Formation Damage Caused by Pipe Dope and Its Remediation
- Tomas Castineiras (Tenaris) | Alejandro Funes (tecpetrol) | Julie Mathis (Tenaris) | Martin Lopez Saubidet (tenaris) | Emiliano Actis Goretta (tenaris) | Michael John Economides (University of Houston) | Fernando Carlos Figini (Tecpetrol S.A.) | Xiuli Wang (XGas)
- Document ID
- Society of Petroleum Engineers
- SPE Production and Operations Symposium, 23-26 March, Oklahoma City, Oklahoma, USA
- Publication Date
- Document Type
- Conference Paper
- Society of Petroleum Engineers
- 6.5.5 Oil and Chemical Spills, 2.2.2 Perforating, 4.2.3 Materials and Corrosion, 5.4.10 Microbial Methods, 1.6 Drilling Operations, 1.8 Formation Damage, 1.10 Drilling Equipment, 5.2 Reservoir Fluid Dynamics, 4.3.4 Scale, 1.6.9 Coring, Fishing, 2.7.1 Completion Fluids, 5.1 Reservoir Characterisation, 4.1.2 Separation and Treating
- Pipe dope, formation damage, dopeless pipe
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- 158 since 2007
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Historically all well strings of casing and tubing have used thread compound or "dope?? to enable good connectivity, lubricity and sealability of connections. During the makeup of a connection, excess running compound or dope is squeezed out into the annular space where it can gain access to wellbore fluids and cause formation damage. The innovation of surface technologies and industrial coatings allowed the development of dope-free connections. Dope-free technology can potentially eliminate the use of all dopes in well construction.
Formation damage caused by excess pipe dope is not a recently developed problem but has been overlooked in the past. This, perhaps, is because the problem for production applies to higher formation permeability than the ones studied in this paper. For relatively low-permeability formations whose pore throats are smaller compared to dope particles and therefore the latter do not penetrate the rock matrix, the problem can be mitigated by the flow of reservoir fluids The problem can also be diminished by using solvent treatments (such as toluene or xylene) to help break down and dissolve the dope compounds.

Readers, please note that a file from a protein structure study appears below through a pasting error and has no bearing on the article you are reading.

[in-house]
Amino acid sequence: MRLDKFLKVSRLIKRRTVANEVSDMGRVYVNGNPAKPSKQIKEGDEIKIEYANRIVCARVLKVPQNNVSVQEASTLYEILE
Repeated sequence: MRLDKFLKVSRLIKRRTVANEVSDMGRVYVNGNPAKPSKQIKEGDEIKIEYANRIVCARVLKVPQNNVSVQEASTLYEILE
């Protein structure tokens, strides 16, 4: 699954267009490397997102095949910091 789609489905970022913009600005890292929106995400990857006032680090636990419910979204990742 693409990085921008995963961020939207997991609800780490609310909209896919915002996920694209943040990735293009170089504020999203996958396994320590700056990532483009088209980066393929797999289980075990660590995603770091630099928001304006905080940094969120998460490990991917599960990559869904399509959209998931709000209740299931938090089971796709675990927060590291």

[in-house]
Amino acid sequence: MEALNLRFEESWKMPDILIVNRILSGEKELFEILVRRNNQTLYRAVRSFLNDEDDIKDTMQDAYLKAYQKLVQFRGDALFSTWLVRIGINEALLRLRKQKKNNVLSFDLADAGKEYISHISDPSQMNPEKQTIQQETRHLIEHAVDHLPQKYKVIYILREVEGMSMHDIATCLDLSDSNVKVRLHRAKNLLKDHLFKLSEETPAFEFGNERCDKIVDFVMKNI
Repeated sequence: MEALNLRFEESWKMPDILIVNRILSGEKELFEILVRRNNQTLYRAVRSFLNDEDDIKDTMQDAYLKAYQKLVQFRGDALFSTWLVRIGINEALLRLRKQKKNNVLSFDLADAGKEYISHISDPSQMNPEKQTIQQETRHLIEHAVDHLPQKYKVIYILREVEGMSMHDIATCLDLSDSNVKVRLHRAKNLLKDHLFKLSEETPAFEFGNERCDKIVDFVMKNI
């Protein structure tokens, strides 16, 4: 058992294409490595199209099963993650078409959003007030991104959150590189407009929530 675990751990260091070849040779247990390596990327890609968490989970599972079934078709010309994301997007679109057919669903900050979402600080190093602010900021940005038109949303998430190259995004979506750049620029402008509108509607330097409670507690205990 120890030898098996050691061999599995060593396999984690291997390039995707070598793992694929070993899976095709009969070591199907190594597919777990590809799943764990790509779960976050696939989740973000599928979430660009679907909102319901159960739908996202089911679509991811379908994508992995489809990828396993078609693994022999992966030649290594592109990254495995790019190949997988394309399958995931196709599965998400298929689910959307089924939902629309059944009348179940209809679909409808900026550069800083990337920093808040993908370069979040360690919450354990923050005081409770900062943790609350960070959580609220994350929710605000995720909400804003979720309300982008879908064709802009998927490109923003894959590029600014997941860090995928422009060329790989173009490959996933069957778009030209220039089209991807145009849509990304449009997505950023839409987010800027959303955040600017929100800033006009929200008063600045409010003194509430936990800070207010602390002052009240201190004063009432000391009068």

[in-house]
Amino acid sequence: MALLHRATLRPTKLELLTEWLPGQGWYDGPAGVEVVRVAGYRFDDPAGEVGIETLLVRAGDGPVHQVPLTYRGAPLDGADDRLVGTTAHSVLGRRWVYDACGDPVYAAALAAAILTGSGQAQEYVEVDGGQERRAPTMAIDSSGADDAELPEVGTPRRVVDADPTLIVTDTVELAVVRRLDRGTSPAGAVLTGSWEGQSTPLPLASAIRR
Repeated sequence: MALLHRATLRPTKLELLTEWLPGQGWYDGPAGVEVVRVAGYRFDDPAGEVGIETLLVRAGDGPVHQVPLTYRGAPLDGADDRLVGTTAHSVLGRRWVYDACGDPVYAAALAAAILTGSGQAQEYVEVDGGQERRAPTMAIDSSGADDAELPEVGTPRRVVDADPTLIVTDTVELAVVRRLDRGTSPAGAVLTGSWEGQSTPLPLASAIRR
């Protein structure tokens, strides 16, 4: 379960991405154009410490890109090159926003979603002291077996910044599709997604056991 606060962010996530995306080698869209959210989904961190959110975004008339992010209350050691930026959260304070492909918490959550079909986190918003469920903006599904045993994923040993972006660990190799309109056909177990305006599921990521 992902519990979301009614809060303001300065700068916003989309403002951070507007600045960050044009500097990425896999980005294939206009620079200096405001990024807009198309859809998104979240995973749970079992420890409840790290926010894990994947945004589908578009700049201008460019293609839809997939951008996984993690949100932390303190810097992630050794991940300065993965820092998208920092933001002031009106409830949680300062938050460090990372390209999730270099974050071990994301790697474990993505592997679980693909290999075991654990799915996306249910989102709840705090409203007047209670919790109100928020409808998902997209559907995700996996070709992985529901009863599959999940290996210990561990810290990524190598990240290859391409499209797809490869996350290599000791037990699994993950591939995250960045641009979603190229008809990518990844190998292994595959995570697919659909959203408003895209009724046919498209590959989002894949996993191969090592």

The key benefit of dope-free technology is the prevention of damage to the formation caused by dope entering the formation. Additional benefits include a more reliable and robust connection and a more efficient well site assembly process. Dope-free technology guarantees better downhole performance, minimization of galling and other connection damage as well as immediate savings in the operation by removing a routine and uncontrolled manual operation on the rig floor. Reduction of heavy tubular handling and lifting operations as well as the achievement of a virtual no discharge of effluents are also important benefits.
In this paper, we present the laboratory test results utilizing actual core samples. Results show the creation of a harmful dope suspension that can penetrate and damage the formation. During injection operations this can result in severe damage to the well formation (greater than 99%), while in production operations the damage depends on the reservoir permeability. Within the tested permeability range (<288 md), it is observed that the harmful compounds did not penetrate the rock matrix and, instead, it formed a filter cake that can be removed by reservoir fluid flow while in injection mode.
This paper will demonstrate the benefits of using dope-free pipe connections by quantifying the negative effects of the traditional way of joining connections with dope. Various "thread dopes?? are tested, showing the differing potential damage from the dope product used. Production equations using a dope-induced skin effect are also presented, showing the detrimental impact on well performance.
|File Size||1 MB||Number of Pages||13|